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Oyster Band - A Basket of Oysters

Oyster Band
Oyster Band September 1986 Photo: Ian Anderson

J.J. And drinking the right amount can be part of it too, because if you’re stuck in rows, try as hard as you can, it’s that little extra you’re missing that makes you responsive. This barrier of not being supposed to enjoy yourself is still there. British people more than most, I think, need that barrier broken down – I don’t know whether it’s drink that does it, or dancing, but there’s got to be something.

Which is also, presumably, why the things which seem to be on the up at the moment are the purely singaround clubs or sessions at one extreme, and the really special bigger events at the other – the ones that give you a buzz of excitement, a really good show. The middle path seems to be a bit shaky now.

J.J. That’s certainly a distinction which we should be able to understand, between one thing in which they can really participate with music on a shared level, and the other which they pay for and want to be a lot better.

So from the evidence of English Rock’n’Roll, you’re adding to just being an improvising dance band, arranging songs well. Is it those ‘special’ listening gigs that you’d like to do more? Given an ideal world, where would you like to be heading if people will let you?

I.T. I don’t know the answer to that. I think we’re ready to do slightly more formalised concert work – the record and the song arrangements were done for the pleasure of doing it, and to show that we had a few more strings to the bow.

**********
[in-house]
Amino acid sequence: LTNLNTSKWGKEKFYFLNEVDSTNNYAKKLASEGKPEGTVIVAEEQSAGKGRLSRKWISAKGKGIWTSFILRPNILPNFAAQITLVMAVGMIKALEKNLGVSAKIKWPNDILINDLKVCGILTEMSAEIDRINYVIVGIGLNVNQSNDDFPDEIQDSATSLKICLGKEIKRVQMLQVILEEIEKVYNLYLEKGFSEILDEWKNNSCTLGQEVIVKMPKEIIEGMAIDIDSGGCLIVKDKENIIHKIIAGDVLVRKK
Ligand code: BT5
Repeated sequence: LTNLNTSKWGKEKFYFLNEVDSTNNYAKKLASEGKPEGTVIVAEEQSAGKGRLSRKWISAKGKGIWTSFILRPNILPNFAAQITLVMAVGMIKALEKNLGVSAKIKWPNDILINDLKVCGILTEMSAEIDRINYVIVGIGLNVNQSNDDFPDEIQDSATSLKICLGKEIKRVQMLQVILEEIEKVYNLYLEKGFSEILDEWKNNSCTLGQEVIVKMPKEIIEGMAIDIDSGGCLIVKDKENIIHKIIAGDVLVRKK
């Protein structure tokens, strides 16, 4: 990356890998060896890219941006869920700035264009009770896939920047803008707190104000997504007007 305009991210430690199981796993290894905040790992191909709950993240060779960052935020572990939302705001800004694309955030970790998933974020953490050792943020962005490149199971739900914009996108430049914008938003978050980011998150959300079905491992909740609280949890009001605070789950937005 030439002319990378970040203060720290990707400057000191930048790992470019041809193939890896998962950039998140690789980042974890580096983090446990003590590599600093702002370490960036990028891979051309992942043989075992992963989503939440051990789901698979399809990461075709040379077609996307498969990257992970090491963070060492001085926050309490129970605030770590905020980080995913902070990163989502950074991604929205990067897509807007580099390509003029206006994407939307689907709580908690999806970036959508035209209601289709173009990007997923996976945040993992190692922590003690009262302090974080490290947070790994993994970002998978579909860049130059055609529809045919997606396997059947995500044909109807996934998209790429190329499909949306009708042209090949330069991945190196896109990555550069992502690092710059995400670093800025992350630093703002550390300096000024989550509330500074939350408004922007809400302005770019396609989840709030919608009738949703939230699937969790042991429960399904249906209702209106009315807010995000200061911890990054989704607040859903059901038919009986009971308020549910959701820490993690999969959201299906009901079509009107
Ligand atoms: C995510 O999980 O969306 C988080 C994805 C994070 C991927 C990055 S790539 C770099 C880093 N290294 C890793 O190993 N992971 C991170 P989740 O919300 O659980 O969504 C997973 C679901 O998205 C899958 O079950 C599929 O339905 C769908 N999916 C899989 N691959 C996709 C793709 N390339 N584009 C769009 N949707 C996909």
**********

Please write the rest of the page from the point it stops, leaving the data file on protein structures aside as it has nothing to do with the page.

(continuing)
J.J. Once you’ve got five individuals in a band, there’s a greater desire to use each one to the full. And once you spend time on arrangements and get as much of a kick out of them as we do on songs, then you look for a reciprocal thing from the audience; that they respond and enjoy it in the same way. So we are looking for an audience that listens to the music more now.

A lot of people in folk clubs have fixed ideas on who their five favourite artists are, and if they all release albums in one year, that’s all they’ll buy. You’ve got to reach a new audience, or you don’t get across the music that you want, you certainly don’t sell albums.

I. T. There’s also a definite ceiling to what a dance band can earn. The fact that it’s weekend-only work. I am a professional player, and one does have to look ahead… trying to force the ends a little closer together’

So you’re, in a way, a band in search of a new kind of venue and audience?

J.J. You’ve got to get across the folk barrier, which is another reason for dropping “Ceilidh” references from the name. You’ re just a band… there’s a saxophone in the band, and OK, a funny squeezebox, and as part of the repertoire you do English traditional songs but also a great variety of stuff that shows your influences. I think it’s important that people see a folk band, which we are in essence, as just another band, part of music in general.

From Southern Rag 15, January 1983


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